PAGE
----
Looking through the passenger list, it was interesting to note that Jesse was with a large number of men from Iowa. Most of them had been with him at Camp Gordon in Georgia as part of the September Automatic Draft Replacement troops. Like Jesse, these men were by and large from small towns and rural areas in Iowa, very few from a city.

Following the hour-long march from Camp Merritt to Alpine Landing, the wait to board a ferry, and the two-hour ferry ride to the port at Hoboken, Jesse and the other men began the process of boarding ship.

Soldiers arriving from Alpine Landing at Hoboken, NJ on Erie Ferry Boat ‘Catskill’ July 30, 1918 NARA111-SC-15601-ac
Source of Photograph: National Archives RG 111

The transport ship America, built in 1905, was originally a luxury passenger liner of the Hamburg-Amerika Line. Hours before the American entry into World War I, the Amerika was seized and placed under control of the United States Shipping Board. Later transferred to the U.S. Navy for use as a troop transport, she was initially commissioned as USS Amerika but her name was soon Anglicized to America.

SS Amerika, of the Hamburg-Amerika Line. Before 1918. Copyright expired.

I’m not one for ocean travel, but the Amerika was certainly well-appointed.

Video tour of the Amerika luxury liner…

Unfortunately for the troops, the America was no longer a luxury liner when they embarked.

The ex-German passenger vessel Amerika, at the Boston Navy Yard, 14 August 1917 shortly after seizure by USSB undergoing conversion for Naval service.
U.S. Navy photo from DANFS

With camouflage, as it would have looked when Jesse embarked.

Of course the backdrop to Jesse’s story is the influenza epidemic, with an increasing number of a more lethal flu taking hold in military installations and communities in the northeast mid-September.

Just 10 days after Jesse left Camp Merritt, other contingents left the camp to make the trip to Hoboken. Below are a few excerpts from a newspaper account written by Ernest W. Gibson detailing his experience as an officer of troops who left Camp Merritt on September 29th to embark on the USS Leviathan.

These are just snippets and leave out additional, and tragic, details. The article was found at The Bethel Courier (Bethel, Vermont) 19 Feb 1920.

And so, with this backdrop, we leave a still healthy Jesse Bryan at the pier in Hoboken, about to board the transport ship America.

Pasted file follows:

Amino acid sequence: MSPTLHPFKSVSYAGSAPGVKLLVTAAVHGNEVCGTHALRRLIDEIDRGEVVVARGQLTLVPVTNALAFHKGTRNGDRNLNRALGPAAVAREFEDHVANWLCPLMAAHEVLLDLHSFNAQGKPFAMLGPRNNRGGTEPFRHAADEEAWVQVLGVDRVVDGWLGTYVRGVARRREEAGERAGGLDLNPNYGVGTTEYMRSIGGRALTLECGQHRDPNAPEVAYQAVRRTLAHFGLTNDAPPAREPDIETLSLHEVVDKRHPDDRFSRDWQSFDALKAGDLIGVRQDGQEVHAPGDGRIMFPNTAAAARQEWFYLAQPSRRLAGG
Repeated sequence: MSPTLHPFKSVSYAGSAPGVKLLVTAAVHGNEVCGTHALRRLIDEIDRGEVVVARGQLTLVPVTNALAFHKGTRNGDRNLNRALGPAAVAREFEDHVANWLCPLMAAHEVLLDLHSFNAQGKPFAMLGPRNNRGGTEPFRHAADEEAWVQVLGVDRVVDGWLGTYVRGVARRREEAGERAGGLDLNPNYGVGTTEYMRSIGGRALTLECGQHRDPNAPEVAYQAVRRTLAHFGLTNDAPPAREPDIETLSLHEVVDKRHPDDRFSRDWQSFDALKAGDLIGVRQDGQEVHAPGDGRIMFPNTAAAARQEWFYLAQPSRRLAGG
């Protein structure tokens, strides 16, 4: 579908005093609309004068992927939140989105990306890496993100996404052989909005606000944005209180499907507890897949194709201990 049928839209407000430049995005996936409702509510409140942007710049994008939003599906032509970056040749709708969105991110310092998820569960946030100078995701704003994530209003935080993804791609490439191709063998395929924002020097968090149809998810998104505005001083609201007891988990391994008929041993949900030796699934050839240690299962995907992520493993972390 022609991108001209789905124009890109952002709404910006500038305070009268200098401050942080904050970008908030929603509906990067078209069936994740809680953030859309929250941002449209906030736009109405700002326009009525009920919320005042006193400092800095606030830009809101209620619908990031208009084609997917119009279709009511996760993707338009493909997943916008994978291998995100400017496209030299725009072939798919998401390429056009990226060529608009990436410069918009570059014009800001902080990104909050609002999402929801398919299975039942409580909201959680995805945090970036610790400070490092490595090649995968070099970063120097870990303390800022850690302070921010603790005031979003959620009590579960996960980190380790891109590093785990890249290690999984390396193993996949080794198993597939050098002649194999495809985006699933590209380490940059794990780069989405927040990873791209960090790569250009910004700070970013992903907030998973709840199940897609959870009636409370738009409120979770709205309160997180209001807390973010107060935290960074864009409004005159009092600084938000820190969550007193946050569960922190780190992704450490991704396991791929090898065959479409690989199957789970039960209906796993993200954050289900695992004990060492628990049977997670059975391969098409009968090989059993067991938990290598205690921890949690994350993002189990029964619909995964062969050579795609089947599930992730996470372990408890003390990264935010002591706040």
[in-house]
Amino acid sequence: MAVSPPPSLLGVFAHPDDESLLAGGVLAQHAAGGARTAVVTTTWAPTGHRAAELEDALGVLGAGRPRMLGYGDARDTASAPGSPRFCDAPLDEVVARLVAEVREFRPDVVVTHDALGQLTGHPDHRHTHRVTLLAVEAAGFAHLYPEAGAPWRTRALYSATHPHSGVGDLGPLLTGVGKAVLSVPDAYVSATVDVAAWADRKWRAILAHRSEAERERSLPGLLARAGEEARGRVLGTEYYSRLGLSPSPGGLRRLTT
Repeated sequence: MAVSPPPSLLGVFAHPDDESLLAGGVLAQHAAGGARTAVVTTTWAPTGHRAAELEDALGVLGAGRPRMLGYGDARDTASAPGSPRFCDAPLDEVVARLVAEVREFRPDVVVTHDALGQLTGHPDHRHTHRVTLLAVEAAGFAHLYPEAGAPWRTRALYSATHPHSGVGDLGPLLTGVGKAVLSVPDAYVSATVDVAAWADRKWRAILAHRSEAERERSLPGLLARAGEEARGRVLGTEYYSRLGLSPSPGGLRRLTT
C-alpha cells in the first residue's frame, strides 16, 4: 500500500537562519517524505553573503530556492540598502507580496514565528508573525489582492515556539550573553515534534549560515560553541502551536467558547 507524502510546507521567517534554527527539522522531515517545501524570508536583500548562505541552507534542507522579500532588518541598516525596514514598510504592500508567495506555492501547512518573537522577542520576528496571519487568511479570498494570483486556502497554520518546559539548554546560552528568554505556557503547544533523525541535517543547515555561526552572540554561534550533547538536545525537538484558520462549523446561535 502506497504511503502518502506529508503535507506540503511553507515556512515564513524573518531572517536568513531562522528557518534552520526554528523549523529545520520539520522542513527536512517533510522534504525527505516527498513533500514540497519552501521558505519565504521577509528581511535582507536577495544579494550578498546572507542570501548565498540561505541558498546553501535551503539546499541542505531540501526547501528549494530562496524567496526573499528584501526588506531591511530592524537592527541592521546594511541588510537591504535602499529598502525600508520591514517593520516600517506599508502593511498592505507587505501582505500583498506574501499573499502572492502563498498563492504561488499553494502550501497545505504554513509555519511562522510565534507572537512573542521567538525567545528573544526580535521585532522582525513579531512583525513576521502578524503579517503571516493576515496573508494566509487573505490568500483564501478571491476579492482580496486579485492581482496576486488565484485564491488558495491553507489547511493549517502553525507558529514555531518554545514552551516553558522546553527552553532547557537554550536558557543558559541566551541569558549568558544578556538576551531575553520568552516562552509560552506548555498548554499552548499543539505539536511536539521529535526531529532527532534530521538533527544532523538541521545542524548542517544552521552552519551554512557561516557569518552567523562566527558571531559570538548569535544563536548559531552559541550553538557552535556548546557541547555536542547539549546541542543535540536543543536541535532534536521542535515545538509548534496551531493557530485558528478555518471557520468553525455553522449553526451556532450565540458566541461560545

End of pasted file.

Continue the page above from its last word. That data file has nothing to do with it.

Please visit other participants in Sepia Saturday, where they have possibly published posts pertaining to postal personnel or perhaps personal pictures portraying the letter P.

4 thoughts on “The 1918-1919 Flu Epidemic: Jesse James Bryan from Camp Merritt to USS America

  1. A great story with terrific photos! I imagine many of the men from Iowa must have felt like little more than cattle as they were herded onto the ships. Given our present understanding of contagious diseases, it’s no wonder that influenza spread so easily. That officer’s report of soldiers succumbing to the virus while marching to the ship was horrifying to read. You and Molly have written excellent accounts of how this terrible pandemic of 1918 affected individual people in your family. In some ways the incredible scale of the mortality rates are much easier to understand when examining a single person’s experience. Thank you for creating and sharing this timely series.

  2. A graphic, well researched account of the conditions Jesse faced in 1918, enhanced by impressive photographs and press cuttings. I did like the photograph of Jesse in a much more informal pose than many of those taken fof men about to go,to war.

  3. An absolutely heart-rending post. I was holding my breath looking at the photos of the troops marching to Hoboken, and the ship they were to board, having no idea of the severe illness that awaited them. And then that same bell curve of deaths we have all become familiar with from COVID-19 reports. You have done an excellent job of rendering the military experience of influenza that Jesse went through, while my dad’s Uncle Albert was experiencing the same devastation on the civilian side.